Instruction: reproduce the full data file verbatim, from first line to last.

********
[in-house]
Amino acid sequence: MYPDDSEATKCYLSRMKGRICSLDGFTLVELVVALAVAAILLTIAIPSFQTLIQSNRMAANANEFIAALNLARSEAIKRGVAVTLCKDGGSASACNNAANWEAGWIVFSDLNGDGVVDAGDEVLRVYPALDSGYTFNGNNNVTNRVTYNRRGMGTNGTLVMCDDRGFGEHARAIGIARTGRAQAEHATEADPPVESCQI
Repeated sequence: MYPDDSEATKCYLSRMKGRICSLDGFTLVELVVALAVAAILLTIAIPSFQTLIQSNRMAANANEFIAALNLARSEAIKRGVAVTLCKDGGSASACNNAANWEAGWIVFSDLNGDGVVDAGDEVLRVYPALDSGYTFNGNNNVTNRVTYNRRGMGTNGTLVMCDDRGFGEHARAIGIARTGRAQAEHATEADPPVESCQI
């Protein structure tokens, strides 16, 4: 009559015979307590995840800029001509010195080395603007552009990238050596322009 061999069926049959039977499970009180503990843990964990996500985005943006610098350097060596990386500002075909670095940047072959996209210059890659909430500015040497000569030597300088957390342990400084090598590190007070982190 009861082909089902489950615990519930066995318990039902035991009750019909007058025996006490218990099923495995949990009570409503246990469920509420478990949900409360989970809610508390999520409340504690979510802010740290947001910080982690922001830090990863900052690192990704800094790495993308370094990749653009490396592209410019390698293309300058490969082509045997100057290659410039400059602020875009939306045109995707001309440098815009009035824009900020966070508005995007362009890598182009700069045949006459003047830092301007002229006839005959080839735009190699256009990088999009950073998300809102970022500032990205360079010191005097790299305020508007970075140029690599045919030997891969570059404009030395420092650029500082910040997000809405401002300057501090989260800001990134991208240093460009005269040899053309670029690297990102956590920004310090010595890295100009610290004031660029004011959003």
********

[in-house]
Amino acid sequence: MYPDDSEATKCYLSRMKGRICSLDGFTLVELVVALAVAAILLTIAIPSFQTLIQSNRMAANANEFIAALNLARSEAIKRGVAVTLCKDGGSASACNNAANWEAGWIVFSDLNGDGVVDAGDEVLRVYPALDSGYTFNGNNNVTNRVTYNRRGMGTNGTLVMCDDRGFGEHARAIGIARTGRAQAEHATEADPPVESCQI
Repeated sequence: MYPDDSEATKCYLSRMKGRICSLDGFTLVELVVALAVAAILLTIAIPSFQTLIQSNRMAANANEFIAALNLARSEAIKRGVAVTLCKDGGSASACNNAANWEAGWIVFSDLNGDGVVDAGDEVLRVYPALDSGYTFNGNNNVTNRVTYNRRGMGTNGTLVMCDDRGFGEHARAIGIARTGRAQAEHATEADPPVESCQI
């Protein structure tokens, strides 16, 4: 009559015979307590995840800029001509010195080395603007552009990238050596322009 061999069926049959039977499970009180503990843990964990996500985005943006610098350097060596990386500002075909670095940047072959996209210059890659909430500015040497000569030597300088957390342990400084090598590190007070982190 009861082909089902489950615990519930066995318990039902035991009750019909007058025996006490218990099923495995949990009570409503246990469920509420478990949900409360989970809610508390999520409340504690979510802010740290947001910080982690922001830090990863900052690192990704800094790495993308370094990749653009490396592209410019390698293309300058490969082509045997100057290659410039400059602020875009939306045109995707001309440098815009009035824009900020966070508005995007362009890598182009700069045949006459003047830092301007002229006839005959080839735009190699256009990088999009950073998300809102970022500032990205360079010191005097790299305020508007970075140029690599045919030997891969570059404009030395420092650029500082910040997000809405401002300057501090989260800001990134991208240093460009005269040899053309670029690297990102956590920004310090010595890295100009610290004031660029004011959003």